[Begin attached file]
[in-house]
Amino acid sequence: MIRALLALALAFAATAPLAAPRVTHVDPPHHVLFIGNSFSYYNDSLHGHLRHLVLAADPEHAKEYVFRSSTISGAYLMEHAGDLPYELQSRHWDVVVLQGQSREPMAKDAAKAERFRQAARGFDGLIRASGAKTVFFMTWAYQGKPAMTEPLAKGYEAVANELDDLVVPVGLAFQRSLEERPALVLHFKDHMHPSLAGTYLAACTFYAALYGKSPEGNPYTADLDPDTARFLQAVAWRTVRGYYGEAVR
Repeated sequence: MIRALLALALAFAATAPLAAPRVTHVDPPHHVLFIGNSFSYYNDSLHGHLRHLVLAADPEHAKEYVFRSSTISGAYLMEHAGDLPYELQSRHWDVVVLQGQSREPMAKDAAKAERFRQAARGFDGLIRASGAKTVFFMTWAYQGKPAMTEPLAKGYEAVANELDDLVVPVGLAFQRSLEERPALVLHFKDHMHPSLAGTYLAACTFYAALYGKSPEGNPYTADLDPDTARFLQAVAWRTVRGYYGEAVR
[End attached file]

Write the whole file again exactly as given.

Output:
[in-house]
Amino acid sequence: MIRALLALALAFAATAPLAAPRVTHVDPPHHVLFIGNSFSYYNDSLHGHLRHLVLAADPEHAKEYVFRSSTISGAYLMEHAGDLPYELQSRHWDVVVLQGQSREPMAKDAAKAERFRQAARGFDGLIRASGAKTVFFMTWAYQGKPAMTEPLAKGYEAVANELDDLVVPVGLAFQRSLEERPALVLHFKDHMHPSLAGTYLAACTFYAALYGKSPEGNPYTADLDPDTARFLQAVAWRTVRGYYGEAVR
Repeated sequence: MIRALLALALAFAATAPLAAPRVTHVDPPHHVLFIGNSFSYYNDSLHGHLRHLVLAADPEHAKEYVFRSSTISGAYLMEHAGDLPYELQSRHWDVVVLQGQSREPMAKDAAKAERFRQAARGFDGLIRASGAKTVFFMTWAYQGKPAMTEPLAKGYEAVANELDDLVVPVGLAFQRSLEERPALVLHFKDHMHPSLAGTYLAACTFYAALYGKSPEGNPYTADLDPDTARFLQAVAWRTVRGYYGEAVR